On January 18, 2016, Republican Presidential candidate Donald Trump sojourned to Lynchburg, Virginia to the campus of Liberty University, the brainchild of the late Jerry Falwell, Sr., to deliver an address for Martin Luther King Day. The speech, at least to this author, was Trump’s blatant attempt to ingratiate himself to the Evangelical Right, who are disproportionately represented in the student body. Trump regularly claims that the Bible is his favorite book, but until Monday has refused to name his favorite verse. That all changed at Liberty.
“Two Corinthians, 3:17, that’s the whole ballgame,” he said. “Where the spirit of the Lord is, there is liberty,” he continued, conveniently citing the school’s official verse which is displayed prominently throughout campus. Either this is a great coincidence, or Donald found an easy way to avoid cracking open the Bible he purports to respect so much.
I try not to attack other people’s faith stances and attitudes toward religion. I am clearly to the left of many of my colleagues, at least in terms of social issues. I am rather orthodox theologically: I proclaim Jesus Christ my Lord and Savior; I believe that sin and death are not the final words; I confess the four ecumenical creeds that bind Catholic, Orthodox, and Mainline Protestant Christians together; and I serve as a pastor in the denomination to which Donald Trump claims to be “very proud” to belong, the Presbyterian Church (USA).
But I find Trump’s claims that 2 Corinthians 3:17 is the “whole ballgame” to be quite disingenuous. He operates under the assumption that Paul’s “liberty” is the Western, secular, humanist, capitalist liberty of a laissez faire marketplace. Paul was writing within a context in which Christians were deemed atheists because they did not believe in the Roman pantheon of gods. Paul’s liberty–or, more properly, the Christian liberty about which Paul writes–is one that allows a community the freedom to acknowledge and proclaim the God of Abraham, Isaac, and Joseph.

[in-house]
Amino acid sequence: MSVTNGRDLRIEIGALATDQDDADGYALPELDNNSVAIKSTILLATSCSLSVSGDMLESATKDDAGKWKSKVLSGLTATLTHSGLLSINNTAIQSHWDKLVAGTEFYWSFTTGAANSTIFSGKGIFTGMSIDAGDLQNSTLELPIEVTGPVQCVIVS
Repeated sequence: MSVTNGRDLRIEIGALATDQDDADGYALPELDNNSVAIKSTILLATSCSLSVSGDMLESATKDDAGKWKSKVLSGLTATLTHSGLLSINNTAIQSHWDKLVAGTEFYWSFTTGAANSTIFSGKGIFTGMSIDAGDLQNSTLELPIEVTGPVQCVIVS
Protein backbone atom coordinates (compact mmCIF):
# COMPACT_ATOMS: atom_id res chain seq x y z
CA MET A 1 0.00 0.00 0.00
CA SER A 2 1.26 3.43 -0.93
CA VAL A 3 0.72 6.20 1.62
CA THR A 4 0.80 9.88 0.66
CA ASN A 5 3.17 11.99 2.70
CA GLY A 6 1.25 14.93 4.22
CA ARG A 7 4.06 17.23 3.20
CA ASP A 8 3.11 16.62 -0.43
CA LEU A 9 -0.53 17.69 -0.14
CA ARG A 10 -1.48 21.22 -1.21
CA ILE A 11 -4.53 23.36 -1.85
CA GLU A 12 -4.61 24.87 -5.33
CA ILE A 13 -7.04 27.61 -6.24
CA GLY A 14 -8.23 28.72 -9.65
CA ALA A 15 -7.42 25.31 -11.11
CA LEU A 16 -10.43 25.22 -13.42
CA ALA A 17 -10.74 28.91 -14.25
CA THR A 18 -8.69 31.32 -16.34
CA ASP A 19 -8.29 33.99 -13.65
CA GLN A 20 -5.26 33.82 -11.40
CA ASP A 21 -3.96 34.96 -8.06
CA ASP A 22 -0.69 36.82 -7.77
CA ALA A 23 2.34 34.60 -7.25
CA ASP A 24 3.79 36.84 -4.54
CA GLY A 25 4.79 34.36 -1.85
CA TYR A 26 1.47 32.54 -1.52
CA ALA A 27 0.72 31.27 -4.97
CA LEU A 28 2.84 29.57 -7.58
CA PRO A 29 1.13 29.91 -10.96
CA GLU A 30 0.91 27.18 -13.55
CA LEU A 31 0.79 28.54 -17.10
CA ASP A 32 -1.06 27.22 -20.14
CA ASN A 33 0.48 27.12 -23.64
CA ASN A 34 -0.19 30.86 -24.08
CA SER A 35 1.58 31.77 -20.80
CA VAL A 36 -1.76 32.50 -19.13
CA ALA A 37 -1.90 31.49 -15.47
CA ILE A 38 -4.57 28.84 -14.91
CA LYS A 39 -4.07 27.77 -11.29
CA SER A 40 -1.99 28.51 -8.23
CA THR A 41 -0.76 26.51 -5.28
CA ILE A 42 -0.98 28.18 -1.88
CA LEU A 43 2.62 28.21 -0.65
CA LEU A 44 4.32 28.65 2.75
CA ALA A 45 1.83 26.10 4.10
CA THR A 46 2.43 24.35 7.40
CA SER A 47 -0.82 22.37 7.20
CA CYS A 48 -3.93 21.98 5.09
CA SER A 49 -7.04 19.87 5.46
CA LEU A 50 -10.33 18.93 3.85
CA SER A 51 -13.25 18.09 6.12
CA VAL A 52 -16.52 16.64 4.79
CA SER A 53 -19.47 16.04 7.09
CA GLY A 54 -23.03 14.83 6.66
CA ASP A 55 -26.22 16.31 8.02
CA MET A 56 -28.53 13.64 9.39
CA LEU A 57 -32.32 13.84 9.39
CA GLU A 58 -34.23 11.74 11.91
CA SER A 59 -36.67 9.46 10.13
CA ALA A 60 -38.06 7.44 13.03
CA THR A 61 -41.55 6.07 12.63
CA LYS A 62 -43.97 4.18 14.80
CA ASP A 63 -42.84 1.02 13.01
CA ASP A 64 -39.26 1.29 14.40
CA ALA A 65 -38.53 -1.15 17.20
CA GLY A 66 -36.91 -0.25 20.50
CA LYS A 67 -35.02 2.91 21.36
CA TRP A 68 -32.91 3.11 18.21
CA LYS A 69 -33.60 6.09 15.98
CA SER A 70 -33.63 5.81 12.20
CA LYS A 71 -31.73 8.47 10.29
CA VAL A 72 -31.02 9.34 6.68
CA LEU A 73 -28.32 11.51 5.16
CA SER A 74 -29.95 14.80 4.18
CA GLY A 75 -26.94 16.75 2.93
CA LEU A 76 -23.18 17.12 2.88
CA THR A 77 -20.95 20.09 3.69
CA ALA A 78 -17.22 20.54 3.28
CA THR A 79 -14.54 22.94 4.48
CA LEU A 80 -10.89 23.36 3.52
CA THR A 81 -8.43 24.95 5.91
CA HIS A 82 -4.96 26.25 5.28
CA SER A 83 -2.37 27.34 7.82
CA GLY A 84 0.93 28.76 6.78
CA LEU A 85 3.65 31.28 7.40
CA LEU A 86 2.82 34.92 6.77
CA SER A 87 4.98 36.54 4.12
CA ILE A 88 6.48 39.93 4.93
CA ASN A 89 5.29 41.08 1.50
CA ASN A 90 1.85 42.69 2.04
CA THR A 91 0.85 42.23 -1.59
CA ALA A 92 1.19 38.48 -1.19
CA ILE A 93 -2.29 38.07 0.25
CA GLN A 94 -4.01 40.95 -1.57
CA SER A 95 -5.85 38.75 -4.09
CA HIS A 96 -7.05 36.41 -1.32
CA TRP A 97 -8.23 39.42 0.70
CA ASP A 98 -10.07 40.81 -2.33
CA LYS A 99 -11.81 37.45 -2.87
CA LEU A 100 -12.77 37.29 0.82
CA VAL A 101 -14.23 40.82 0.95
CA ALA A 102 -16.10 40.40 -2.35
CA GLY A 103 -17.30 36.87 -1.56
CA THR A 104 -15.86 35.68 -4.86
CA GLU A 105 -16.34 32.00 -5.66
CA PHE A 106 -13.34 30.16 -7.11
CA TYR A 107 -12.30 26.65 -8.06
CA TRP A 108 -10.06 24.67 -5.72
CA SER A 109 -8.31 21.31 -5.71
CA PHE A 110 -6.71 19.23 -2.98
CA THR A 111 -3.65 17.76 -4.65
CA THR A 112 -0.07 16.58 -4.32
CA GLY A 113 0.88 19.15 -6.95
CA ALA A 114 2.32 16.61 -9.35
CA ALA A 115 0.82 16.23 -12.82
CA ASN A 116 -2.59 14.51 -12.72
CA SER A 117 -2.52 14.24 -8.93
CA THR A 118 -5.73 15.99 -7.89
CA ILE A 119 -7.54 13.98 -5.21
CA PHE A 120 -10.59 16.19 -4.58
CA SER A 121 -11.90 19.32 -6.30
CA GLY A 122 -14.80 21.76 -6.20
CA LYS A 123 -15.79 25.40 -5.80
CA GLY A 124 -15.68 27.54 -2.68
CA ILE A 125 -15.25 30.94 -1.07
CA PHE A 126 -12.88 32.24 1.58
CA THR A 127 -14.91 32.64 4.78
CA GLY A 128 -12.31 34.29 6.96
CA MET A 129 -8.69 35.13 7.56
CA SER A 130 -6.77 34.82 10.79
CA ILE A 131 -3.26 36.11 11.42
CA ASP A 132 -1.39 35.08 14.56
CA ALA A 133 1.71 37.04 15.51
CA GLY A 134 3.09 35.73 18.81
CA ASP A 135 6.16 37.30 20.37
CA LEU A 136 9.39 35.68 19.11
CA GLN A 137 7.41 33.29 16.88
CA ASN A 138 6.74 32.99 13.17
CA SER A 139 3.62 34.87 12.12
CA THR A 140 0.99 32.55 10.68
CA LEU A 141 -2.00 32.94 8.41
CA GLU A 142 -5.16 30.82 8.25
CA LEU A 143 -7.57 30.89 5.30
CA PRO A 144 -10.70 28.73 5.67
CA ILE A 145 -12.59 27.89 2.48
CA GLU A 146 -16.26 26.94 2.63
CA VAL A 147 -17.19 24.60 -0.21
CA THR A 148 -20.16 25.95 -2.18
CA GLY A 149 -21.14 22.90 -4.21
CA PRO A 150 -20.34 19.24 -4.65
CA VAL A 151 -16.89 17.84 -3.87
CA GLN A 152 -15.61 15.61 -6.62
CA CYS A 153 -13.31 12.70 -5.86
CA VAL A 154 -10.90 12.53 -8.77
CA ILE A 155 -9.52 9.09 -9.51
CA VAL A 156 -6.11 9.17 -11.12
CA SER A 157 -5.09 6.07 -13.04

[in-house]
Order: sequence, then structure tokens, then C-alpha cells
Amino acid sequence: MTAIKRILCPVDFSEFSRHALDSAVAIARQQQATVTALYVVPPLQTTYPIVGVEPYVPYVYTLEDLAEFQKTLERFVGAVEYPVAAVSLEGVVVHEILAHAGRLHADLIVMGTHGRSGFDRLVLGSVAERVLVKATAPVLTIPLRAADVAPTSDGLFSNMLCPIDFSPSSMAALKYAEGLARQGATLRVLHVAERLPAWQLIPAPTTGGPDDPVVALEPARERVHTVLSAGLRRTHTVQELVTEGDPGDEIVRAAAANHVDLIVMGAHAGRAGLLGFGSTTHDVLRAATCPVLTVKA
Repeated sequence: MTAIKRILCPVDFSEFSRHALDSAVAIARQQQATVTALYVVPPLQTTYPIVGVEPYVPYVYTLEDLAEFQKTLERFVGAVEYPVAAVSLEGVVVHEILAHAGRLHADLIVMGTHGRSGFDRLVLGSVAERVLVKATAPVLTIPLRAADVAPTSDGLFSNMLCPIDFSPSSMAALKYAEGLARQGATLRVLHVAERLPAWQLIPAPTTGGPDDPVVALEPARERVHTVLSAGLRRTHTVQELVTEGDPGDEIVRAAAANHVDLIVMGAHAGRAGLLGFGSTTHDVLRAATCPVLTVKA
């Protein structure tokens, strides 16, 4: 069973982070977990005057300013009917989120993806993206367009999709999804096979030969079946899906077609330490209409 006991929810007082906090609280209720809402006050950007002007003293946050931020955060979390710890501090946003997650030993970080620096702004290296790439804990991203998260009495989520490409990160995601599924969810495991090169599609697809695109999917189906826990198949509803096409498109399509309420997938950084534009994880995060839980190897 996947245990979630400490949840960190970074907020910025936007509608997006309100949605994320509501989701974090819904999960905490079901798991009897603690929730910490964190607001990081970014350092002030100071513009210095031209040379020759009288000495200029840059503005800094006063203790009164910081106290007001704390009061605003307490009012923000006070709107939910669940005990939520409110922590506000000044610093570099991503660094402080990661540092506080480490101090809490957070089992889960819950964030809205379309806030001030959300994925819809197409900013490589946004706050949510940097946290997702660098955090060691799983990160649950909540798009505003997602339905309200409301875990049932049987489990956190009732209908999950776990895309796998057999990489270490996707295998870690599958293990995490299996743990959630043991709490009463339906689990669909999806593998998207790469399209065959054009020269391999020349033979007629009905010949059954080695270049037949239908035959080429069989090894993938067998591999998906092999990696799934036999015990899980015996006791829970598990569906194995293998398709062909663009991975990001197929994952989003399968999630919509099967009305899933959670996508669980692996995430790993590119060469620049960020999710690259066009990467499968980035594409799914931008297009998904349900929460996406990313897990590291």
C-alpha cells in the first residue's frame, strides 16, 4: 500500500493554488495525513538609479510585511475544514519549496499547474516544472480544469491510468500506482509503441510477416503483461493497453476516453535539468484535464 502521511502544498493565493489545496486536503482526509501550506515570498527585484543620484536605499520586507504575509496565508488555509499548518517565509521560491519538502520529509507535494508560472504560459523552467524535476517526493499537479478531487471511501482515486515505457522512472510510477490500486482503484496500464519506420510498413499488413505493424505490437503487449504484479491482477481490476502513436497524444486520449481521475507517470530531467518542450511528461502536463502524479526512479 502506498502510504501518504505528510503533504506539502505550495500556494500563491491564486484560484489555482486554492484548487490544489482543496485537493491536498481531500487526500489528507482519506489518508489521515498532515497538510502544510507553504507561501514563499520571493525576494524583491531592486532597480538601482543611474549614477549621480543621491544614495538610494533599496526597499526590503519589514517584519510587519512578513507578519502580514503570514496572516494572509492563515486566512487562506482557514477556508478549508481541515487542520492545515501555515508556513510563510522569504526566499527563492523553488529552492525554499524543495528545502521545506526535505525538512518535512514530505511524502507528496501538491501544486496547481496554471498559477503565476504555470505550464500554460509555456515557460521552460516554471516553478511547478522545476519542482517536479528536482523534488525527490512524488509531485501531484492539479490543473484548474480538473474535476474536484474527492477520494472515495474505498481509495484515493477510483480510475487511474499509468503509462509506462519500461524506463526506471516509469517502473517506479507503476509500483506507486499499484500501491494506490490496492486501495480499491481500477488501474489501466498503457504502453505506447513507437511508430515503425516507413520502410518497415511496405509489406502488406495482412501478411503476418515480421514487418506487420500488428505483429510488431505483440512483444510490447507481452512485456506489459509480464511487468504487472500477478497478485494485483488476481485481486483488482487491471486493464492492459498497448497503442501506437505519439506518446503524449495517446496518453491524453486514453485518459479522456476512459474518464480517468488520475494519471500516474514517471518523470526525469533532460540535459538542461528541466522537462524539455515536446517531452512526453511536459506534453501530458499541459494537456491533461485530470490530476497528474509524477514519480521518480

This, of course, is the same God proclaimed by Muslims, the very same Muslims whom Donald Trump wants to keep from entering the country until we, nebulously, “figure out what is going on.” How is that in keeping with liberty? Of course, it is not. But it fits in well with a zeitgeist of American Christian persecution (which, unlike in Syria, does not include beheading but rather the inability to say “Merry Christmas” to anyone without shouting distance).
I cannot imagine that Rev. Dr. King would have been in attendance at Liberty University yesterday, were he still alive, and I certainly don’t think that he would echo Trump’s call to ban an entire religious group from entry into the country because of a woeful understanding of geopolitics and the Constitution of the United States of America. I further stand with the Stated Clerk of the Presbyterian Church (USA) in his denouncement of Trump’s rhetoric.
Presbyterianism operates on the principle of lay persons serving as elders and deacons for terms of service, usually three years; the term presbyter means “elder.” We are lay-driven and beholden to the Book of Order. We have ancient rules, all of them aimed at creating a community in which the stranger is invited into the community and is encouraged to become a member; we have a long, proud history of being engaged with social justice and civil rights. We are the denomination of Fred Rogers (see the piece by my colleague Rev. Derrick Weston), and we continue to push ourselves to live into the radical message of Jesus of Nazareth.
It simply strains credulity that Donald Trump knows anything about who we are in Christ Jesus.